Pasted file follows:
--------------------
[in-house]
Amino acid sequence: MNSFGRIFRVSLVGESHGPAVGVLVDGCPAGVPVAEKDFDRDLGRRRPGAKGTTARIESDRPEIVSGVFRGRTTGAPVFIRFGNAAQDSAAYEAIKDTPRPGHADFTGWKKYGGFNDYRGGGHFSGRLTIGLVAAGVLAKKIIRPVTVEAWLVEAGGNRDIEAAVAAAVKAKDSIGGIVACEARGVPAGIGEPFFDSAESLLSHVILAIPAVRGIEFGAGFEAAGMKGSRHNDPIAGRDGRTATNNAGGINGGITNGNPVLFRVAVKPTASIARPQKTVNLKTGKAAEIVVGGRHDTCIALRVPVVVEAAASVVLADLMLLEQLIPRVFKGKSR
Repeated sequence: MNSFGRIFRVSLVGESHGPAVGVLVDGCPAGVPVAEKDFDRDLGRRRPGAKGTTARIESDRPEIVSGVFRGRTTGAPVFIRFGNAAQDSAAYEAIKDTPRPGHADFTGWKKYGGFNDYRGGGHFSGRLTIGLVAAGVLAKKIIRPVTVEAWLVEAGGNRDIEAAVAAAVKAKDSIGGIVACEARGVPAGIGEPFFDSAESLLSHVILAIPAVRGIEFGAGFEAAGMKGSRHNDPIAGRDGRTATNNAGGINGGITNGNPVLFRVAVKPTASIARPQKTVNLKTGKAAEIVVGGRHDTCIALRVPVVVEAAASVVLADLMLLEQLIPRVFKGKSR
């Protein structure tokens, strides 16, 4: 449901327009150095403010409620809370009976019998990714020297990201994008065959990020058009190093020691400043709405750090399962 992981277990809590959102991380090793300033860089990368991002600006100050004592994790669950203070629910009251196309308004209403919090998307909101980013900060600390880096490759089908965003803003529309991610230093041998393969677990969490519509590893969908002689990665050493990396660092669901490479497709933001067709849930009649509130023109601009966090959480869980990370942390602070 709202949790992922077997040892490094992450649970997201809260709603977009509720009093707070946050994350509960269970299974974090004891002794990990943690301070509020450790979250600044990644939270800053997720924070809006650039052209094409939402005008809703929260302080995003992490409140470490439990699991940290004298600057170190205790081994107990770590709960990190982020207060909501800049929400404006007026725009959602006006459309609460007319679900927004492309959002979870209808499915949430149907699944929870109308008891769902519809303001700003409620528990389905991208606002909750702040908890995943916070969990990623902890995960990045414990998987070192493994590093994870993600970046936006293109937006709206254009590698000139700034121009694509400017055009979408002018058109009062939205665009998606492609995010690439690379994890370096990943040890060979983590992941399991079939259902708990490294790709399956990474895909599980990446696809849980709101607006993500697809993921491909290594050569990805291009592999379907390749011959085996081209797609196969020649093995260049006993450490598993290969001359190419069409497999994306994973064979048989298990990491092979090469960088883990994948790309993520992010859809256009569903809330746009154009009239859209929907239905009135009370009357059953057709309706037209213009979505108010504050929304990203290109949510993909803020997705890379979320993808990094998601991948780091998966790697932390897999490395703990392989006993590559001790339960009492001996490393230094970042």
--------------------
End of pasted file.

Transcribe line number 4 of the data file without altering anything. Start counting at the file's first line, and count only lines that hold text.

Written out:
């Protein structure tokens, strides 16, 4: 449901327009150095403010409620809370009976019998990714020297990201994008065959990020058009190093020691400043709405750090399962 992981277990809590959102991380090793300033860089990368991002600006100050004592994790669950203070629910009251196309308004209403919090998307909101980013900060600390880096490759089908965003803003529309991610230093041998393969677990969490519509590893969908002689990665050493990396660092669901490479497709933001067709849930009649509130023109601009966090959480869980990370942390602070 709202949790992922077997040892490094992450649970997201809260709603977009509720009093707070946050994350509960269970299974974090004891002794990990943690301070509020450790979250600044990644939270800053997720924070809006650039052209094409939402005008809703929260302080995003992490409140470490439990699991940290004298600057170190205790081994107990770590709960990190982020207060909501800049929400404006007026725009959602006006459309609460007319679900927004492309959002979870209808499915949430149907699944929870109308008891769902519809303001700003409620528990389905991208606002909750702040908890995943916070969990990623902890995960990045414990998987070192493994590093994870993600970046936006293109937006709206254009590698000139700034121009694509400017055009979408002018058109009062939205665009998606492609995010690439690379994890370096990943040890060979983590992941399991079939259902708990490294790709399956990474895909599980990446696809849980709101607006993500697809993921491909290594050569990805291009592999379907390749011959085996081209797609196969020649093995260049006993450490598993290969001359190419069409497999994306994973064979048989298990990491092979090469960088883990994948790309993520992010859809256009569903809330746009154009009239859209929907239905009135009370009357059953057709309706037209213009979505108010504050929304990203290109949510993909803020997705890379979320993808990094998601991948780091998966790697932390897999490395703990392989006993590559001790339960009492001996490393230094970042």